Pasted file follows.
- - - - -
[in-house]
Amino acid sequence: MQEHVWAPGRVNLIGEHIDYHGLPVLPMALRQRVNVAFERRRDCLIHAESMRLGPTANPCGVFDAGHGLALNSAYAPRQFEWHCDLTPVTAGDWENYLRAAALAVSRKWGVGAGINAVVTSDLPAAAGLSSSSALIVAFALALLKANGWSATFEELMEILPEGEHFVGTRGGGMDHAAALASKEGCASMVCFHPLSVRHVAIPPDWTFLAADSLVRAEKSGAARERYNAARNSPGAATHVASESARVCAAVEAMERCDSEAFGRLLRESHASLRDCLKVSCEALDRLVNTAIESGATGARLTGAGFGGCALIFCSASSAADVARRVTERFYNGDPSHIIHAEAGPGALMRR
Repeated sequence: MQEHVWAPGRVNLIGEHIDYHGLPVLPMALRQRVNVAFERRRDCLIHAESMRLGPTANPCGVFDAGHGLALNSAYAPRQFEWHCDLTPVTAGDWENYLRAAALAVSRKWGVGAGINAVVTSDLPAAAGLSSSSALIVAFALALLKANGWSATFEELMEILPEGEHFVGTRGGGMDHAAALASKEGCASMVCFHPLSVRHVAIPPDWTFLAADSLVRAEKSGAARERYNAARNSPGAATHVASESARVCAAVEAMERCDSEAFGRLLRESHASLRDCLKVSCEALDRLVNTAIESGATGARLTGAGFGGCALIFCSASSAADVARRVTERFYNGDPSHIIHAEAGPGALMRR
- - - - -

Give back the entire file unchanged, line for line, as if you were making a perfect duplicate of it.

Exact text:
[in-house]
Amino acid sequence: MQEHVWAPGRVNLIGEHIDYHGLPVLPMALRQRVNVAFERRRDCLIHAESMRLGPTANPCGVFDAGHGLALNSAYAPRQFEWHCDLTPVTAGDWENYLRAAALAVSRKWGVGAGINAVVTSDLPAAAGLSSSSALIVAFALALLKANGWSATFEELMEILPEGEHFVGTRGGGMDHAAALASKEGCASMVCFHPLSVRHVAIPPDWTFLAADSLVRAEKSGAARERYNAARNSPGAATHVASESARVCAAVEAMERCDSEAFGRLLRESHASLRDCLKVSCEALDRLVNTAIESGATGARLTGAGFGGCALIFCSASSAADVARRVTERFYNGDPSHIIHAEAGPGALMRR
Repeated sequence: MQEHVWAPGRVNLIGEHIDYHGLPVLPMALRQRVNVAFERRRDCLIHAESMRLGPTANPCGVFDAGHGLALNSAYAPRQFEWHCDLTPVTAGDWENYLRAAALAVSRKWGVGAGINAVVTSDLPAAAGLSSSSALIVAFALALLKANGWSATFEELMEILPEGEHFVGTRGGGMDHAAALASKEGCASMVCFHPLSVRHVAIPPDWTFLAADSLVRAEKSGAARERYNAARNSPGAATHVASESARVCAAVEAMERCDSEAFGRLLRESHASLRDCLKVSCEALDRLVNTAIESGATGARLTGAGFGGCALIFCSASSAADVARRVTERFYNGDPSHIIHAEAGPGALMRR